The suggestion for wards is nothing new. It was suggested …

Comment on Councillor passes buck to staff by Alex Nelson.

The suggestion for wards is nothing new. It was suggested in 1987-88 when the rural area was incorporated within the Alice Springs Municipality but was firmly rejected by the NT Government and the town council.
The idea was raised and debated again during the mid 1990s but again was firmly knocked on the head.
Ironically, the town was divided into wards during the period of the Alice Springs Progress Association, which existed from 1947 to 1960.
The ASPA was a lobby group organised by civil-minded residents of the town to raise issues of concern with the NT Administration.
It was the precursor of local government in the Alice, and was replaced by the Alice Springs Town Management Board that in turn preceded the Alice Springs Town Council.
The town’s population was much smaller, growing from about 2000 in the late 1940s to over 3000 by 1960; despite this small population, the town was divided into three wards plus the Farm Area along what is now Ragonesi Road.

Recent Comments by Alex Nelson

Private forecaster tips massive rains for Alice
As I type this comment, the path of Tropical Cyclone Trevor is now forecast to head directly for the massive McArthur River zinc, lead and silver mine near Borroloola.
I guess we will soon see if this precipitates a major environmental disaster in that vicinity.

Heat rises on cooling plan
The rate of tree decline and deaths is rising significantly, including along streets, and in parks and home gardens. It has become very noticeable in recent weeks; kurrajongs in particular have become susceptible but so also are a number of eucalypt and other non-local native species.
The prolonged dry conditions of the last two years and severe high temperatures of this summer have now reached a point where many trees and shrubs are unable to survive without care and intervention. This situation is likely to accelerate during the course of this year.

The Florence Nightingale from the bush
Rona Glynn’s achievements occurred in a time most often condemned as the “bad old days” of Commonwealth control in the NT.
She remains an outstanding example of what other people like her achieved in those times, and I’m hard-pressed to believe there has been much improvement for Indigenous people in our supposedly more enlightened and educated era of self-determination from the 1970s onwards – in particular, the collapse of education standards and achievements since I was a boy.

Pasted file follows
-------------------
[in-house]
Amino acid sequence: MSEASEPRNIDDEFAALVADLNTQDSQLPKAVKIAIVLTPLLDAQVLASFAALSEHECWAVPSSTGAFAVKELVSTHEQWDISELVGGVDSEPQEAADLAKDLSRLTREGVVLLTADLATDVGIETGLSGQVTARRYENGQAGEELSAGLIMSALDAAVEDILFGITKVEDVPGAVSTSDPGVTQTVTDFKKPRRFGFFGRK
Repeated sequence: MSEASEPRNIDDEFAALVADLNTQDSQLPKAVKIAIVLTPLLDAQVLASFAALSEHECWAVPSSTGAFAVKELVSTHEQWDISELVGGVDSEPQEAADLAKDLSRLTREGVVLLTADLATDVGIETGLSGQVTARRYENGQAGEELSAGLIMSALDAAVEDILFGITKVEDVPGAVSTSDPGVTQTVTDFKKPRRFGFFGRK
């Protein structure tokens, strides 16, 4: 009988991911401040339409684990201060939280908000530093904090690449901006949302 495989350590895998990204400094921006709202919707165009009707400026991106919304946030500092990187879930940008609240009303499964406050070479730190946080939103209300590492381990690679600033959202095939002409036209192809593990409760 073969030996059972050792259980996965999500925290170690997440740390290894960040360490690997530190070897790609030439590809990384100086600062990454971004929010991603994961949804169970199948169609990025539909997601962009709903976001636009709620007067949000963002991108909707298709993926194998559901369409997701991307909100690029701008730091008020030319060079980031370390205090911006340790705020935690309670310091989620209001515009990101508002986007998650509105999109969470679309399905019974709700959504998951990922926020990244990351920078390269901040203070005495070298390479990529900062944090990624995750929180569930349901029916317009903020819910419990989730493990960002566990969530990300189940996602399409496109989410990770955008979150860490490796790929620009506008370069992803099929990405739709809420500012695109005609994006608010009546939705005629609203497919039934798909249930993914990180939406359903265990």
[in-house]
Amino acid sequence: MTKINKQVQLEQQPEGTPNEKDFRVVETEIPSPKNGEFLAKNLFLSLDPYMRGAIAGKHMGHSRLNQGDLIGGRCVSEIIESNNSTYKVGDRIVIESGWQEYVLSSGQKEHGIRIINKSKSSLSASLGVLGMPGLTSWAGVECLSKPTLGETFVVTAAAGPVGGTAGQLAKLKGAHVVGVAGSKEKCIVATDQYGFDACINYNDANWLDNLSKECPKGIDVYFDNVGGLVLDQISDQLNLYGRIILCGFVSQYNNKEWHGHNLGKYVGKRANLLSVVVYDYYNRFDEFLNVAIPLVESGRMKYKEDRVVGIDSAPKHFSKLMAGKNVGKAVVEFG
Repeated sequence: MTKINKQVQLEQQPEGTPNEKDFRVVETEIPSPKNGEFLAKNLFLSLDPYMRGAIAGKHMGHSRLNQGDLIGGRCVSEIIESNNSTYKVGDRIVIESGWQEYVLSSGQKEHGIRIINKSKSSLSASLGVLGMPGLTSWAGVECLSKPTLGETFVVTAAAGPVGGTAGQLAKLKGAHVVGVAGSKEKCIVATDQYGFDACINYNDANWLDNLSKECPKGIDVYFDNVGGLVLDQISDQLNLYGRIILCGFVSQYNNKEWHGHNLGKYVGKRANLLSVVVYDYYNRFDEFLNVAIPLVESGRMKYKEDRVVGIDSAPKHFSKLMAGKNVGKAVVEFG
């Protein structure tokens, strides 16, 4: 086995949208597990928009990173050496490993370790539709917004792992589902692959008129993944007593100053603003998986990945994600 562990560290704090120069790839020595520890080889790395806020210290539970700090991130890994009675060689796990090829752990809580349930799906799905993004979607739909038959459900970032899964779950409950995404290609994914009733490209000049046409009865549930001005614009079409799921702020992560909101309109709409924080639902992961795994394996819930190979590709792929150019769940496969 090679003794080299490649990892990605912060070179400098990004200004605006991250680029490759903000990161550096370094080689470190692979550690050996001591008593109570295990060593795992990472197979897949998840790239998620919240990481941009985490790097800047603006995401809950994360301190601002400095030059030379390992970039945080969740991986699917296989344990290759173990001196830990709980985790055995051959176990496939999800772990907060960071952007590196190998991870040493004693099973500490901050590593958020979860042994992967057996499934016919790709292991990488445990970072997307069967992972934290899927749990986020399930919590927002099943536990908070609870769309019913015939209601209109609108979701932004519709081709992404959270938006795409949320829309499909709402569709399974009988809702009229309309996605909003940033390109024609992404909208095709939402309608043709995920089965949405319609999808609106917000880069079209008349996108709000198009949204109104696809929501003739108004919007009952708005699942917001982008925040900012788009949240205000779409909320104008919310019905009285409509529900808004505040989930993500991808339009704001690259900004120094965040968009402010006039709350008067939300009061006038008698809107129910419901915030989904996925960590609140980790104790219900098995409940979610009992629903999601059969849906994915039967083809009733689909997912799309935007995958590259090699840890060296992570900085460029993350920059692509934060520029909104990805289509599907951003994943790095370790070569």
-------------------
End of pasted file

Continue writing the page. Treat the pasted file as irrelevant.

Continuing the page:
I’m one of those 2000 babies born at the Alice Springs Hospital when Rona Glynn was the Charge Sister of the Maternity Ward, during an emergency situation that threatened the survival of my mother and myself.
Dr John Hawkins, another remarkable personality who was then a fairly new surgeon at the hospital, saved both our lives.
I’m mindful that not so long afterwards, Rona Glynn’s life could not be saved in similar circumstances.
Her untimely passing was a great loss to Alice Springs but, perhaps more significantly, as a shining example of achievement for Aboriginal people contending with an ever-changing world.

96 trees chopped down to ‘duplicate’ highway
One cannot help but be suspicious that there are government policies (at all levels) of “wreck and rebuild” as a means of generating economic activity as a means for propping up the business sector when the economy is tanking.

Visitor from afar to Alex’s backyard
@ John Crellin (Posted February 24, 2019 at 1:27 pm): A most intriguing sighting, John. According to my (very old) “Complete book of Australian birds” juvenile pheasant coucals do have dark plumage; and breeding birds also display darker feathers. I’m not sure if the bird I photographed is in breeding condition.
Their breeding season extends from October to March so the recent sightings of these birds in the Old Eastside corresponds to that period.
If your observation is correct, it indicates there are at least two of these birds – possibly more – in town but they are secretive so can only guess at their numbers.
As Charlie Carter indicates, it begs the question how they got here. Pheasant coucals are weak flyers so it doesn’t seem likely they would make it to Central Australia of their own accord; but maybe we underestimate their abilities.

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